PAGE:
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Video: Wendel Clark | Steve "Stumpy" Thomas | Al Iafrate | Ed Olczyk
Punch Imlach’s second stint as general manager of the Leafs started off with fireworks. In one of his first moves, Imlach prevented captain Darryl Sittler and goalie Mike Palmateer from participating in the ‘Showdown ‘series for Hockey Night in Canada intermissions. That began a yearlong feud with his star players. By the time the 1979-80 season was over, Imlach had traded nearly half the roster including fan favourite Lanny McDonald. Imlach also reached into the past signing one time nemesis 39-year old Carl Brewer in a move that infuriated the players and raised eyebrows around the league.
Despite the turmoil, the Leafs still managed to make the playoffs but were eliminated in the opening round vs. Minnesota in three-straight games. The Toronto Maple Leafs continued in disarray through most of the 1980’s. Inexperienced Gerry McNamara replaced Punch Imlach as general manager in September of 1981. On April 28, 1988, youthful Gord Stellick was named by Ballard to take over from McNamara. Floyd Smith then replaced Stellick on August 15, 1989. Usually, Harold Ballard was in the middle of any controversy during that time, as the cantankerous Leafs owner seemed to lose track of reality as the years went by.
|Wendel Clark was a huge favourite in his time in Toronto|
The coaches were changed often as well throughout the decade. Imlach’s first choice for coach was his former player Floyd Smith. But Smith didn’t last the 1979-80 season, having been involved in a car accident. Joe Crozier then took over behind the bench to be succeeded by Mike Nykoluk who ran the bench from January 10, 1981 to April 2, 1984. Nykoluk had been recruited from the radio booth. Dan Maloney and then excitable John Brophy were the next two Leaf coaches and they had little success as well.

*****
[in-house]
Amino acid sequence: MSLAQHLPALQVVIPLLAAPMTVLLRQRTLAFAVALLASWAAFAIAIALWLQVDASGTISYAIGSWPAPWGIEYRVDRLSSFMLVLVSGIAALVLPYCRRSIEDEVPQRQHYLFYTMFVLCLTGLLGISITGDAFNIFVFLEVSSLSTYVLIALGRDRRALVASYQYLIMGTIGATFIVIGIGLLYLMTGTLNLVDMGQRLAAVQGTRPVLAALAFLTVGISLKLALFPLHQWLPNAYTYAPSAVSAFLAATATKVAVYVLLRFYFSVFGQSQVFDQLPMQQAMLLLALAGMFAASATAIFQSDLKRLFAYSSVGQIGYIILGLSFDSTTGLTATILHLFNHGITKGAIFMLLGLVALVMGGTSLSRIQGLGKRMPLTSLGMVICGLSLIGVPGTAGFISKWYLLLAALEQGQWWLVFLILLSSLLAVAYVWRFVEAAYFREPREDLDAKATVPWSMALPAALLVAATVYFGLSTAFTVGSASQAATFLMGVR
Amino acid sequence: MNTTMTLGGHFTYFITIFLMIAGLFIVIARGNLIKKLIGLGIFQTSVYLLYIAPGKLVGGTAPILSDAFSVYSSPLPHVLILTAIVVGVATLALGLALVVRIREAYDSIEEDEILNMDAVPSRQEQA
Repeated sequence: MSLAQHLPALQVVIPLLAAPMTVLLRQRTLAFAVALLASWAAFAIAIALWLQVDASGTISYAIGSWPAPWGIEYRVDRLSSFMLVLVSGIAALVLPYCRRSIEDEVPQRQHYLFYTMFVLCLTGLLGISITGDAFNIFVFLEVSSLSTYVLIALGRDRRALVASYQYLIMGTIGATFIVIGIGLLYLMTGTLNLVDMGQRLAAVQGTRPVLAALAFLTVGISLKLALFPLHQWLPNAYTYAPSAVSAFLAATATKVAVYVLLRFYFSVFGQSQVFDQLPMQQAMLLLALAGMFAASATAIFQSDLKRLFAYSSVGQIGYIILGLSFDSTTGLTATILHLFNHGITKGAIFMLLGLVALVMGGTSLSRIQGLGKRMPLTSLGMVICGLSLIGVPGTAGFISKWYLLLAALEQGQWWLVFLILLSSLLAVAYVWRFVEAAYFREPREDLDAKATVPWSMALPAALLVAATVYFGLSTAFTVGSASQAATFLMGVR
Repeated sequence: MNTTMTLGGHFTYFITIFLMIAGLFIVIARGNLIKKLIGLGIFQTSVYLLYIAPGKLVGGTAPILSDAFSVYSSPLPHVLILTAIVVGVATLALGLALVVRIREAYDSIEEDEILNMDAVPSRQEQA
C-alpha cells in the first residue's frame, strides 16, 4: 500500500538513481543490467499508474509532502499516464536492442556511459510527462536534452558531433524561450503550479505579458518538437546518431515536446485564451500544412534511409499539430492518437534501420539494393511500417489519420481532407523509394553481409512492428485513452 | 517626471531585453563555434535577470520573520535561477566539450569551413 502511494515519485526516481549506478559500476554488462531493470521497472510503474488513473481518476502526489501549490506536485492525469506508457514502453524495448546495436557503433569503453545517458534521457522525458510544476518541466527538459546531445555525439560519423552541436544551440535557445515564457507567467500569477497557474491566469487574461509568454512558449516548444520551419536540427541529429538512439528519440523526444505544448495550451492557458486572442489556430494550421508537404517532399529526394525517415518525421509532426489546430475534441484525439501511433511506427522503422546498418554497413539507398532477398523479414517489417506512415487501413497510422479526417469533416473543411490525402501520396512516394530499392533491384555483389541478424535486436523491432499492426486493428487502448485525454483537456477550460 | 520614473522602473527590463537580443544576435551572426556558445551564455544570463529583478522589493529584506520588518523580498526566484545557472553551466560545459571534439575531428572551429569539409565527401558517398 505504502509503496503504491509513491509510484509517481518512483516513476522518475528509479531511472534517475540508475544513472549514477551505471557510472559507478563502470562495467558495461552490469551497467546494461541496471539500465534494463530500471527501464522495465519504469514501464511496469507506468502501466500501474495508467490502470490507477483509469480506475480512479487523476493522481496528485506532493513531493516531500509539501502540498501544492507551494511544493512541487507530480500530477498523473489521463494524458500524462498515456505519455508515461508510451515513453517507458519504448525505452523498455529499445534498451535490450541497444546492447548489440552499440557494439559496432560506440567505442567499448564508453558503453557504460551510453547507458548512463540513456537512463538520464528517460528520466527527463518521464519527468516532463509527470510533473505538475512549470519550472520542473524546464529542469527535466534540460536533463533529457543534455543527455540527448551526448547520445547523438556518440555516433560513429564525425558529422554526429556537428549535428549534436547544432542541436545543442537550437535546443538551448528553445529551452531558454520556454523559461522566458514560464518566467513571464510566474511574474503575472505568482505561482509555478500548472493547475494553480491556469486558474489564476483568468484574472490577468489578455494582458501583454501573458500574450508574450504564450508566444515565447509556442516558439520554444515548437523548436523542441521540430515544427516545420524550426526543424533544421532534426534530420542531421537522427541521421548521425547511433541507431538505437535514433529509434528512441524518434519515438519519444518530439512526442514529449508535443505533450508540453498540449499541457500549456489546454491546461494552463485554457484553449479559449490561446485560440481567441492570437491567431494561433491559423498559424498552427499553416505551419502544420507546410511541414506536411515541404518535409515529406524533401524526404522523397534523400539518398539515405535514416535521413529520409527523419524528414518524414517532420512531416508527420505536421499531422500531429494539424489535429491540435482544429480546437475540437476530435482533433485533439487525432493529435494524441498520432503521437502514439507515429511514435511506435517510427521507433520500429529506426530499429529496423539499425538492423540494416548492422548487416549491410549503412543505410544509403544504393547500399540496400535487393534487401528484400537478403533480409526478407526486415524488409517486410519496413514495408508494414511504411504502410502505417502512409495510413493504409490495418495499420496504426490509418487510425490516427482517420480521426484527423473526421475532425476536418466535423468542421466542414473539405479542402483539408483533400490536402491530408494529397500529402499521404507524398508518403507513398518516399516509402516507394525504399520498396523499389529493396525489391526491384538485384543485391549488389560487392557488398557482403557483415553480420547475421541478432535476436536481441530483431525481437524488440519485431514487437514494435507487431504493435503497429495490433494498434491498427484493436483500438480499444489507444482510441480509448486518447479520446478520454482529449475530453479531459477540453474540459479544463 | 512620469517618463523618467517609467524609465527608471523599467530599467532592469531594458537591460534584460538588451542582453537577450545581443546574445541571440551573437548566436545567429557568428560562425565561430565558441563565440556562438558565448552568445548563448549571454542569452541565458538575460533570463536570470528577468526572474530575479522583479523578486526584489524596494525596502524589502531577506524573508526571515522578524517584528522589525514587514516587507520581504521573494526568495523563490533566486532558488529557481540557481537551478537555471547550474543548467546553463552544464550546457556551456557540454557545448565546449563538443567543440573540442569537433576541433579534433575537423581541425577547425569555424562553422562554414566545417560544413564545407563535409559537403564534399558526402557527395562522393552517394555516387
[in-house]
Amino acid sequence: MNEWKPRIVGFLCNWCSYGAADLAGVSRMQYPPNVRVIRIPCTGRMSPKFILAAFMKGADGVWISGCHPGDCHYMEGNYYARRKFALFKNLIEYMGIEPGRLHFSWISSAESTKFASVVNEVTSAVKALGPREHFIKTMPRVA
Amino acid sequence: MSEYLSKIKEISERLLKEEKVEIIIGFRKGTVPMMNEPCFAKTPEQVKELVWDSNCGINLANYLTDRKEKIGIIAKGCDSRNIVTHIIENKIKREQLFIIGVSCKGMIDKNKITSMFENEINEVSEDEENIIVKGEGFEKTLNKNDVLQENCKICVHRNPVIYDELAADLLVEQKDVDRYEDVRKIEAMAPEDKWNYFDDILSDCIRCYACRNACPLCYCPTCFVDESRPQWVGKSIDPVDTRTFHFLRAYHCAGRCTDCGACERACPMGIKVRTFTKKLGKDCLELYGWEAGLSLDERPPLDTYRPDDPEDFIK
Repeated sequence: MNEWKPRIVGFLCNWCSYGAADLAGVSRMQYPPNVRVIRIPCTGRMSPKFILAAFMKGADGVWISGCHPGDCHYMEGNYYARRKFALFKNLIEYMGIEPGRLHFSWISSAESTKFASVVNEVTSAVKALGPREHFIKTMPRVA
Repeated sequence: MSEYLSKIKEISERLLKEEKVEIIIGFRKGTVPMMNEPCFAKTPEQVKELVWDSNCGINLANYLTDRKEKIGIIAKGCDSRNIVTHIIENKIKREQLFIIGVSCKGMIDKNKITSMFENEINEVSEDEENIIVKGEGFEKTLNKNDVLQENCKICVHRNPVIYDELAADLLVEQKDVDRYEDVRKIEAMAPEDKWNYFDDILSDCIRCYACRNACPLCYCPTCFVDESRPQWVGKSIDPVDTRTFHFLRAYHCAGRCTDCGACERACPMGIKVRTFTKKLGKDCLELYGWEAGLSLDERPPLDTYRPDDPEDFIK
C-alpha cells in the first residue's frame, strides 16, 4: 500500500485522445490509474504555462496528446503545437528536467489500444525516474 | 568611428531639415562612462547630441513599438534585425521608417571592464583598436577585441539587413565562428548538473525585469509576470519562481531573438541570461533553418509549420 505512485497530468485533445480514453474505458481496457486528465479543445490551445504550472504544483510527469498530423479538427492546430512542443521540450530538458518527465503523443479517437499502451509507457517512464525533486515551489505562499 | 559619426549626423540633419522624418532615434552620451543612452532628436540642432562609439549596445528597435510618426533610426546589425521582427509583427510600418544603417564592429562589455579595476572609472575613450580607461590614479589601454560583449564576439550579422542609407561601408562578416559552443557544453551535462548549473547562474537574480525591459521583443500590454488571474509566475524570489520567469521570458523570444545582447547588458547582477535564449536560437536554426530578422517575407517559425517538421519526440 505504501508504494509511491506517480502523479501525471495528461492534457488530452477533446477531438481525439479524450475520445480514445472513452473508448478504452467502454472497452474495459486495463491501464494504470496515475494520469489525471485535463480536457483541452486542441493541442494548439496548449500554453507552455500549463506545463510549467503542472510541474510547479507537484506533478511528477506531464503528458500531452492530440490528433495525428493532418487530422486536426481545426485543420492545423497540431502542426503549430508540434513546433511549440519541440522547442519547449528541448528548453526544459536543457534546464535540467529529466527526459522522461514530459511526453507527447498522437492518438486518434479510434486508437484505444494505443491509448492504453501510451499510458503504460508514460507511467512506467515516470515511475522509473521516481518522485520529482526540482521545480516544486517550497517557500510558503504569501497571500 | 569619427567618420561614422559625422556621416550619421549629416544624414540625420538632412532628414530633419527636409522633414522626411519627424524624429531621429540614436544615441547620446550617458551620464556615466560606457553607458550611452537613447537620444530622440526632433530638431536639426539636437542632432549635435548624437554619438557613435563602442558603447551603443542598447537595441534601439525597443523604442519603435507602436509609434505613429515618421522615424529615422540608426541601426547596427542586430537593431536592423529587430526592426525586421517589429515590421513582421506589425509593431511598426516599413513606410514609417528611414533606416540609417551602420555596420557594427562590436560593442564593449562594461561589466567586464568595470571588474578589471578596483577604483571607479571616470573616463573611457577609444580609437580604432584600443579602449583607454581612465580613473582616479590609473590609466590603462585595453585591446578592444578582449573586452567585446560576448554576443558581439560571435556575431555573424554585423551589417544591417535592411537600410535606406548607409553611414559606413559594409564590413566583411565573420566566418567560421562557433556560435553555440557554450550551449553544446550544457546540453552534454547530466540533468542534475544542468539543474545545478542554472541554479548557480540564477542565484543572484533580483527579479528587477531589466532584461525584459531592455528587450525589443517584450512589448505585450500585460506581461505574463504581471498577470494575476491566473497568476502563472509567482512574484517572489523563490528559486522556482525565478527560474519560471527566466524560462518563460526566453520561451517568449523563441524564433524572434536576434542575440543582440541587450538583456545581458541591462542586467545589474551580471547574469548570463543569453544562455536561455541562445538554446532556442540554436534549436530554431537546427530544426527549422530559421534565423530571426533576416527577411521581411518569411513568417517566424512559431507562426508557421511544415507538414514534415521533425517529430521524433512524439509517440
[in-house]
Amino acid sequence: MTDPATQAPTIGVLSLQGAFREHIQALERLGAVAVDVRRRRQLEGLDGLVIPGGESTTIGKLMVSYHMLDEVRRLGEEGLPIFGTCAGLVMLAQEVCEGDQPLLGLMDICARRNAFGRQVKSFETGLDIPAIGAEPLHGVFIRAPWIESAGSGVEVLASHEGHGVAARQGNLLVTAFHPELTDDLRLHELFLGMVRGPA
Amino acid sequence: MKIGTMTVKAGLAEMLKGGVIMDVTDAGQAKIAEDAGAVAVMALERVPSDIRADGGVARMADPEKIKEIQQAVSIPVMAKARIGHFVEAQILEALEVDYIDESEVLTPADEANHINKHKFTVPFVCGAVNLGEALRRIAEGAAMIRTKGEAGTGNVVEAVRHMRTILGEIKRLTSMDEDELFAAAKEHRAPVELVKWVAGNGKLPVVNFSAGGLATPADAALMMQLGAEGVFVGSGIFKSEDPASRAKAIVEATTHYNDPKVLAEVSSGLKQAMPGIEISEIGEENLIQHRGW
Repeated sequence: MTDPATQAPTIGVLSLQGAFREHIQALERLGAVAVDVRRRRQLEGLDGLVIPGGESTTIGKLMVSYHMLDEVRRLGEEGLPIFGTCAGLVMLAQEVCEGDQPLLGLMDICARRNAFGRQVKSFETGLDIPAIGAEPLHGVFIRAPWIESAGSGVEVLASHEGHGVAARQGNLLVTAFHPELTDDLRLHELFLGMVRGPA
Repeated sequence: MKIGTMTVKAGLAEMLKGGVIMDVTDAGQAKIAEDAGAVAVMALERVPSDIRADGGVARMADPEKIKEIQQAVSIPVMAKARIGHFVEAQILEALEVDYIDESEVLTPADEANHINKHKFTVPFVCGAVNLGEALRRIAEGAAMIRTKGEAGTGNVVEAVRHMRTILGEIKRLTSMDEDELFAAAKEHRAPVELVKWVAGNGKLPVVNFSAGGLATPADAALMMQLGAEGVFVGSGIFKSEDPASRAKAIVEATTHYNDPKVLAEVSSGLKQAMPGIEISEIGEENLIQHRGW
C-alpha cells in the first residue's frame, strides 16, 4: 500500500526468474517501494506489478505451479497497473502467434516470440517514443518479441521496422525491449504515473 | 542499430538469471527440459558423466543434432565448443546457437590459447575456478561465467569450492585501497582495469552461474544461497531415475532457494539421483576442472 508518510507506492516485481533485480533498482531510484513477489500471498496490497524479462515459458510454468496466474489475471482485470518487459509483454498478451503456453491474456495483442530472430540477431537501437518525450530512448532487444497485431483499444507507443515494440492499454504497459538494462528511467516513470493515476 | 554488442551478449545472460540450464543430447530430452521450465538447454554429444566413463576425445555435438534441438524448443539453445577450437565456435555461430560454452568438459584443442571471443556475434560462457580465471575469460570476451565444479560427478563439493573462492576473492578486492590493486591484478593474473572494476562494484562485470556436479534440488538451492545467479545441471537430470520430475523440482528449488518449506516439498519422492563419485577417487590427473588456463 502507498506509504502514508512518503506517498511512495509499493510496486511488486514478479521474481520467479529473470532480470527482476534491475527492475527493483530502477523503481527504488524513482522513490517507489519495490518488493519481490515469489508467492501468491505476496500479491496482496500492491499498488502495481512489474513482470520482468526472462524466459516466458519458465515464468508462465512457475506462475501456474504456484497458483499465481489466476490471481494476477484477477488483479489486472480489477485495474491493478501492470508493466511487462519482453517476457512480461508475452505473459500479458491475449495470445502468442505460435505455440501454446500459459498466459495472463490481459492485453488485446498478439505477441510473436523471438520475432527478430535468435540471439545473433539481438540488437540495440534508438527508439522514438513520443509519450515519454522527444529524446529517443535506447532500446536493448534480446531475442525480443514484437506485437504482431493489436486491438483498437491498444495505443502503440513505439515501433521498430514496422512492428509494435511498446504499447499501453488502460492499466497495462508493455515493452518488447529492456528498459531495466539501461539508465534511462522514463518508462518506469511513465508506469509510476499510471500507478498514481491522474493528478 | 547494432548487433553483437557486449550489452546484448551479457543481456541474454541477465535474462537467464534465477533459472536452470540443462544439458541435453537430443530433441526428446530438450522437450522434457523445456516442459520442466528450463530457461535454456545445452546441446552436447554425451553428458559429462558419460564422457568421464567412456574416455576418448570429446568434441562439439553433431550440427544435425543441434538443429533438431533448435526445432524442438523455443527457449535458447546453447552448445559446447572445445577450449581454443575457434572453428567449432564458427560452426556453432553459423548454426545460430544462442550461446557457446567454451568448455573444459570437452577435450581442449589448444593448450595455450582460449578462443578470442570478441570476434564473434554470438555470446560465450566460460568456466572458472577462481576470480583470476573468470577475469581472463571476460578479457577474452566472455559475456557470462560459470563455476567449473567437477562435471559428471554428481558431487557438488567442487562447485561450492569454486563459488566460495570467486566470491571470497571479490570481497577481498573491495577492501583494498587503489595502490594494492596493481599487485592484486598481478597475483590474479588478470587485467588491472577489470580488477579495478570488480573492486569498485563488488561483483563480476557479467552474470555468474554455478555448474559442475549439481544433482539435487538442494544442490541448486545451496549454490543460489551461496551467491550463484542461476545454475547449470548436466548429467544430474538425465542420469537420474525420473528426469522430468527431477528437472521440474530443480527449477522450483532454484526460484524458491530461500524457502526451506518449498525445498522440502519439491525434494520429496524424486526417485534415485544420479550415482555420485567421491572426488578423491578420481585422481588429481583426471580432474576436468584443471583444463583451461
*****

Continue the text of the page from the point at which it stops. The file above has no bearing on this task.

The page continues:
In January of 1982, Darryl Sittler eventually quit the team, asked to be traded and was. Rick Vaive, who along with Bill Derlago was acquired from Vancouver for Tiger Williams and Jerry Butler in one of the few good trades that Imlach made, was named captain. Vaive was also one of the few bright spots in a dismal decade by being the first Leaf player to score 50 goals in a season and repeating the feat the next two years.
The Leafs did not experience any real success until later in the decade when they won a few playoff series. The Leafs missed the playoffs entirely in 1982, 1984 and 1985 and earned the
right to draft early in the annual amateur draft because of their low finishes. The Leafs’ first round selections were Jim Benning, sixth overall in the 1981 draft, Gary Nyland, third overall in 1982, Russ Courtnall, seventh overall in 1983 and Al Iafrate, fourth overall in 1984. But the prize was a tough junior from the Saskatoon Blades of the Western Hockey League named Wendel Clark. The quick-fisted Clark, drafted 1st overall in 1985, brought more excitement to Maple Leaf Gardens than any other player in the 1980’s.
The 5’11", 194 pound combative left-winger became an instant crowd favourite with his quick and accurate wrist shots and punches. He took on all comers, including heavyweights Behn Wilson and Bob Probert. He was a breath of fresh air to a team that was unable to properly develop the early first-round draft picks that should have turned the franchise around.
With Wendel Clark, the Leafs did achieve some playoff success by winning their opening rounds in 1986 and 1987, but they failed to go past the second round each time. The Leafs lost in the first round in 1988, and in 1989, the Leafs missed the playoffs entirely.
For the 1989-90 season, new coach Doug Carpenter installed a run-and-gun type of offence that made the Gardens fans hop. The Leafs achieved a .500 record for the first time in the 1980’s and the team scored a whopping 337 goals, which was the second highest in the NHL. The number one line of Mark Osborne, Ed Olcyk (obtained in a trade for Rick Vaive) and Gary Leeman had career years with Leeman scoring 51 goals, the second Leaf to reach the magical 50-goal mark.
But unfortunately, the Leafs also allowed 358 goals against that season which was the third highest in the league. The team was undisciplined defensively and had weak goaltending, which was a recipe for disaster in the playoffs. Not surprisingly, the Leafs were eliminated in the first round in five games to the St. Louis Blues to end a decade of futility.
The Leafs of the 1980’s were lacking in many areas from ownership to management, coaches, scouts, development of their draft picks and ill-advised trades - the worst being the incomprehensible trading in 1989 by general manager Floyd Smith of the Leafs’ first round draft choice in a year where future franchise type players such as Eric Lindros and Scott Niedermayer were available. Smith traded this pick for journeyman defenseman Tom Kurvers.
The end of the 1980’s was also the end of the Harold Ballard era as the owner of the Maple Leafs passed away on April 11, 1990.
Heading into the 1990’s, the Leafs were looking for their white knight to arrive and somehow elevate the Leafs franchise back to its legendary status. And this savior did arrive in the name of Cliff Fletcher. Finally, there was some hope again. The 1980’s had been a long dreary decade for Leaf fans.